The SSA provides for the regulation of securities trading and services. This, broadly speaking, is done by outlawing unlicensed financial markets and related service providers (such as securities clearing and settlement houses) and providing, generally speaking, for securities trading to occur only on a licensed exchange by or through its members (stockbrokers). The Financial Services Board (“FSB”) is the designated regulator of securities services under the SSA.
The Bill will, if made law, benefit the JSE Securities Exchange (the only licensed exchange in South Africa) and the JSE settlement system, Strate (the only license clearing house and central securities depository in South Africa) by making it more difficult for potential competitors to obtain licenses and by extending the scope of security services that is reserved only for persons licensed under the Bill.
A new licencing requirement for an exchange (s9(1)), a clearing house (s49(1)) and a central securities depository (s29(1)) is that the applicant must satisfy the FSB that the license will “increase confidence in the South African financial markets”; “promote the protection of regulated persons”; “reduce systemic risk” and “promote the international competitiveness of security services in the Republic”. The new requirement may be unconstitutional insofar as it requires an applicant to contribute more, and not simply the same as, the existing licensee.
The Bill provides that all newly issued securities, including the shares and debentures of both private and public companies, must to be lodged and held through a licensed central security depository (s33(1)). Once lodged, the securities may, subject to certain exceptions, be withdrawn from the central securities depository (s35(2)(h), and s41). The FSB may at any time stop further withdrawals from the central securities depository of securities issued by private companies (s36(1)).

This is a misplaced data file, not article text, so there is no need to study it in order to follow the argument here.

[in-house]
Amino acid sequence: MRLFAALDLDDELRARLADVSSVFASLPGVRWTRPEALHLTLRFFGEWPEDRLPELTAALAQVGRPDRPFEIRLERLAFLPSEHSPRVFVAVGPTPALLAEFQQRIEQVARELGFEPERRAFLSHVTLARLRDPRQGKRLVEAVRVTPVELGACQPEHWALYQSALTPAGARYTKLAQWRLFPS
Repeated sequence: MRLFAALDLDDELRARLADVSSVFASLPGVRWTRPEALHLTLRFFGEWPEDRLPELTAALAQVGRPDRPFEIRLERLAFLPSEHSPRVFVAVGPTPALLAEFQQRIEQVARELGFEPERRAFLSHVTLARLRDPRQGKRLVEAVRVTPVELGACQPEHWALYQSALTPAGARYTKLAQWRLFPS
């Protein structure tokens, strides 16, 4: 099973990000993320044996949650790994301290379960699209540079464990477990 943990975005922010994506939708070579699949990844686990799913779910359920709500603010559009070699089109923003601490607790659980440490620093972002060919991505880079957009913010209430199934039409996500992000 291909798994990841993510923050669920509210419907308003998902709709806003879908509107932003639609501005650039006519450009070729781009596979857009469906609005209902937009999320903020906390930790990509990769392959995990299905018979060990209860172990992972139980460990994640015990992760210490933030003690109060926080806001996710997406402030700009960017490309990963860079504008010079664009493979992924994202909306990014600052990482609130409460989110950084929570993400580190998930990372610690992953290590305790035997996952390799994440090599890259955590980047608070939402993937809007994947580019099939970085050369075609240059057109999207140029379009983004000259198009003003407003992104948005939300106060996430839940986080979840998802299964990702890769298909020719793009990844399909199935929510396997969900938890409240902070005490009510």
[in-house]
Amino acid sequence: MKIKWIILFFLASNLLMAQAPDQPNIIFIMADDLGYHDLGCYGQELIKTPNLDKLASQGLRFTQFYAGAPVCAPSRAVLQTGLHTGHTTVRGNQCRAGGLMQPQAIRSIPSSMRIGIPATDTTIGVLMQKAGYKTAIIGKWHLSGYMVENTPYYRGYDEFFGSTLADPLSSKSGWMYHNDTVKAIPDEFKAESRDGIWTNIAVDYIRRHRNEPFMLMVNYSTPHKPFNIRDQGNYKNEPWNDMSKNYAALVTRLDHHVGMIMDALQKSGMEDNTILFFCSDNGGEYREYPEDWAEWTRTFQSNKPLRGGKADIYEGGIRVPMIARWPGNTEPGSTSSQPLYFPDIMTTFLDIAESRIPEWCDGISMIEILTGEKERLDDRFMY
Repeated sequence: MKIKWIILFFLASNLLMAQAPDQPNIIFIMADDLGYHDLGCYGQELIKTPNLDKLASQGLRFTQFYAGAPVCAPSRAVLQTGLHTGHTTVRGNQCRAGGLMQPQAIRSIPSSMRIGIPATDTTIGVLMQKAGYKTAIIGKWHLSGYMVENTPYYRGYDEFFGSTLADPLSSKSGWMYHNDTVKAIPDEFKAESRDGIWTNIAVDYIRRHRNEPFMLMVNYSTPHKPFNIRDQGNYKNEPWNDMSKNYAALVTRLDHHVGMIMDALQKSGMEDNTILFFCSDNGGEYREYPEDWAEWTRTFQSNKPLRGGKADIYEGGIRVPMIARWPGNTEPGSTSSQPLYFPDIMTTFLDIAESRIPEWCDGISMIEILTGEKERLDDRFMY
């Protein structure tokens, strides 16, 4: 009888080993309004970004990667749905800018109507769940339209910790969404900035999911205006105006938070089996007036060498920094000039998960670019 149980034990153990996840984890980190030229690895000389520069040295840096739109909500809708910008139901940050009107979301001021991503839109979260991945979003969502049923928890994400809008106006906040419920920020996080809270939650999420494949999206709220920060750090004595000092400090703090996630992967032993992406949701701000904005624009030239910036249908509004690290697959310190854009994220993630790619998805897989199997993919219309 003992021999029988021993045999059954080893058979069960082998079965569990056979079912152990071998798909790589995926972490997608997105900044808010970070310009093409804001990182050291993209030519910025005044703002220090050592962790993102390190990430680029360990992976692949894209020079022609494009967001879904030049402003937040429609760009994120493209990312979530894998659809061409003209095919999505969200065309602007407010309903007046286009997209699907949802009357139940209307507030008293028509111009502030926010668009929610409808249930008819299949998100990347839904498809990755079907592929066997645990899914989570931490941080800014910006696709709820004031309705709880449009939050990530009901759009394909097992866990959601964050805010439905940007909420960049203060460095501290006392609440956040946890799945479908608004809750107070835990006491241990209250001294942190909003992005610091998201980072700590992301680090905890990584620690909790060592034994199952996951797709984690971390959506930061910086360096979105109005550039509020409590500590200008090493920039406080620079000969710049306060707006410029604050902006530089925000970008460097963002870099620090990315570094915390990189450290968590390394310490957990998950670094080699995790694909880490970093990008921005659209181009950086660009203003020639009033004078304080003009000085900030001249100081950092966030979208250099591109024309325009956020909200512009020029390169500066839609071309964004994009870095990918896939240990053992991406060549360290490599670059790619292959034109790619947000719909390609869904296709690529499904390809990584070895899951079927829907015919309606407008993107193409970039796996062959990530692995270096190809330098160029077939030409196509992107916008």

The Bill opens the door on requiring centralised clearing of OTC derivatives, a potentially lucrative business reserved for a licensed clearing house (s77(1)(d)).
Section 4(1)(i) of the Bill (read with s78) provides that no person may hold any securities for more than one person without being licensed as a “nominee” by the FSB or a participant of a central securities depository.
Another previously unregulated activity that is provided for in the Bill is the keeping of information regarding securities trades. In terms of section 4(1)(j) no person may maintain a centralised electronic database of transactions in securities unless licensed as a “trade repository”. Chapter VI provides for licensing of a trade repository in respect of unlisted securities.